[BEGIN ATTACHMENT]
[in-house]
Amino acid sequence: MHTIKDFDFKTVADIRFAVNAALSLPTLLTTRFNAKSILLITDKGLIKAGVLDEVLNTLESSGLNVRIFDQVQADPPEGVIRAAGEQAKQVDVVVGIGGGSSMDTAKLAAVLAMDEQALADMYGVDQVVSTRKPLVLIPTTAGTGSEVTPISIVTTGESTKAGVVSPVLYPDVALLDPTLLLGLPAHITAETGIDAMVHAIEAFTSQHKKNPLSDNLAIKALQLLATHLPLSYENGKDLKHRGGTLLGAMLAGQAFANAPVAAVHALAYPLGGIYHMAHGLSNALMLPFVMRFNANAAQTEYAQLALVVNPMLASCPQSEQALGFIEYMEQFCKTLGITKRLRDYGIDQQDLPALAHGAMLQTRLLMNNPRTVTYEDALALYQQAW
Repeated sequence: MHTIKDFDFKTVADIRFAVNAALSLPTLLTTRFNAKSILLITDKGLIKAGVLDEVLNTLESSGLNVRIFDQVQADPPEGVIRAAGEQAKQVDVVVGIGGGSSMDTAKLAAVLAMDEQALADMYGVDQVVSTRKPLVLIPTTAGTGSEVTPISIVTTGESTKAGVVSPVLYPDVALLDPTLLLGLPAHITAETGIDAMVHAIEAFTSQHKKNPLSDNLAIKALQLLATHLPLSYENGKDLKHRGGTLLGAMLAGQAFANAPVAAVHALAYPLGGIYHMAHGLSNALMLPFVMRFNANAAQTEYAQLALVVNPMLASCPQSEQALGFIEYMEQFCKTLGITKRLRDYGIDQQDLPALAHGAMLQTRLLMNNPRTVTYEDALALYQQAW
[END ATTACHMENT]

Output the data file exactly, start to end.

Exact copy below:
[in-house]
Amino acid sequence: MHTIKDFDFKTVADIRFAVNAALSLPTLLTTRFNAKSILLITDKGLIKAGVLDEVLNTLESSGLNVRIFDQVQADPPEGVIRAAGEQAKQVDVVVGIGGGSSMDTAKLAAVLAMDEQALADMYGVDQVVSTRKPLVLIPTTAGTGSEVTPISIVTTGESTKAGVVSPVLYPDVALLDPTLLLGLPAHITAETGIDAMVHAIEAFTSQHKKNPLSDNLAIKALQLLATHLPLSYENGKDLKHRGGTLLGAMLAGQAFANAPVAAVHALAYPLGGIYHMAHGLSNALMLPFVMRFNANAAQTEYAQLALVVNPMLASCPQSEQALGFIEYMEQFCKTLGITKRLRDYGIDQQDLPALAHGAMLQTRLLMNNPRTVTYEDALALYQQAW
Repeated sequence: MHTIKDFDFKTVADIRFAVNAALSLPTLLTTRFNAKSILLITDKGLIKAGVLDEVLNTLESSGLNVRIFDQVQADPPEGVIRAAGEQAKQVDVVVGIGGGSSMDTAKLAAVLAMDEQALADMYGVDQVVSTRKPLVLIPTTAGTGSEVTPISIVTTGESTKAGVVSPVLYPDVALLDPTLLLGLPAHITAETGIDAMVHAIEAFTSQHKKNPLSDNLAIKALQLLATHLPLSYENGKDLKHRGGTLLGAMLAGQAFANAPVAAVHALAYPLGGIYHMAHGLSNALMLPFVMRFNANAAQTEYAQLALVVNPMLASCPQSEQALGFIEYMEQFCKTLGITKRLRDYGIDQQDLPALAHGAMLQTRLLMNNPRTVTYEDALALYQQAW